Most of the lyrics from Bruce Springsteen’s Human Touch song “The Long Goodbye” could apply to any situation where someone knows he or she should leave something— a relationship, or a place or a job — but is having prolonged trouble doing so. The narrator is “Chippin’ away at this chain of my own lies/Climbin’ a wall a hundred miles high,” Springsteen sings.
But there is also a specific meaning that applies to Springsteen in the early ’90s. As Brian Hiatt writes in his book “Bruce Springsteen: The Stories Behind the Songs,” the song is “an amusing confessional about Springsteen’s failure to leave New Jersey for the seventeen years since ‘Born to Run.’ ”
I’m not sure why staying in New Jersey is somehow akin to committing a sin that has to be confessed. But these lines, in particular, support Hiatt’s interpretation:
Well, I went to leave 20 years ago
Since then, I guess, I’ve been packing kinda slow
Sure did like that admiring touch
Guess I liked it a little too much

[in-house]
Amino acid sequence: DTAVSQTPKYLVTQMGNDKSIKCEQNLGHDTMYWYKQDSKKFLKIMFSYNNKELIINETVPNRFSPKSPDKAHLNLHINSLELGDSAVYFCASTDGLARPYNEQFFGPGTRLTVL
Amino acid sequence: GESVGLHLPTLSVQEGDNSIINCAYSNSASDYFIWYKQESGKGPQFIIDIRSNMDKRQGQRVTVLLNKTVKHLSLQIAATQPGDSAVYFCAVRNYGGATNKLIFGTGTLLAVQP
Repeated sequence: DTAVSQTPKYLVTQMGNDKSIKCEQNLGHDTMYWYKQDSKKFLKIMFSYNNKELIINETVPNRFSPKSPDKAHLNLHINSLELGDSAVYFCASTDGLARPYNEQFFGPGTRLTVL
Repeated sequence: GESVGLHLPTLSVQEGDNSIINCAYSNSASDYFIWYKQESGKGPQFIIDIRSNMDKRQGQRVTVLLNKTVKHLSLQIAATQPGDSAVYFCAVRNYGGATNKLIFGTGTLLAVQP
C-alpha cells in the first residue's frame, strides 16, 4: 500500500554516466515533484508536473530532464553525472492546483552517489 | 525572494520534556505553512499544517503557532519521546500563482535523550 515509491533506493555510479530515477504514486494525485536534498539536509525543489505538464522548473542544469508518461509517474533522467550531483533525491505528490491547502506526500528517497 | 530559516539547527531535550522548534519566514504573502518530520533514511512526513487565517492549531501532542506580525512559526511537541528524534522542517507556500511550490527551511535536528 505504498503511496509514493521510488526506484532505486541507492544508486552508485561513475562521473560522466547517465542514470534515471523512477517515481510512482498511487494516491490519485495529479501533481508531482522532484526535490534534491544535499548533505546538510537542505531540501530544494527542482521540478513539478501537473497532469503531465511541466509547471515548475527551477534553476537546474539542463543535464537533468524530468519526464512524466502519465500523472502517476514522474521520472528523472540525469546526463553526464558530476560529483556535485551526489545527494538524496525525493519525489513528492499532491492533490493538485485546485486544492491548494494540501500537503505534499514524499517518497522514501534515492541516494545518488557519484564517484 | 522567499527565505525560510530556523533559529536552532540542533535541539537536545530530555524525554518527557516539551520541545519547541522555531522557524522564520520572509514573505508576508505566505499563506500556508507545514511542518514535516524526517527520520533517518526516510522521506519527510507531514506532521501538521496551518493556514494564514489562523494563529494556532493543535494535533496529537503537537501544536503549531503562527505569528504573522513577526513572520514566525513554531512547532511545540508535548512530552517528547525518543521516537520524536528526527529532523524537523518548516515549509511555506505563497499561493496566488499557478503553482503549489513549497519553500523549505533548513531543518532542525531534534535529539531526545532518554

The “admiring touch” refers to being treated like a hometown hero, I guess.
Mostly, though, “The Long Goodbye” is not that specific, and is simply about finally breaking free after being stuck in a rut. And I love its gritty rhythm and snarling guitar leads: It’s definitely one of the hardest-hitting songs on Springsteen’s ’90s albums. It’s also one of the Springsteen songs that has taken on new meaning after he has, in recent years, begun talking about his longtime battle with depression.
Background facts: “The Long Goodbye” is from Springsteen’s 1992 Human Touch album. He is backed on the track by bassist Randy Jackson, drummer Jeff Porcaro, and E Street Band keyboardist Roy Bittan.
According to Brucebase, Springsteen has performed the song in concert three times, all in 1992 (and never in New Jersey!)
On each of the 70 days leading up to Bruce Springsteen’s 70th birthday (on Sept. 23, 2019), NJArts.net will do a post on one of The Boss’ best songs of the last 30 years. We’re starting with No. 70 and working our way up. For more on the project, click here.
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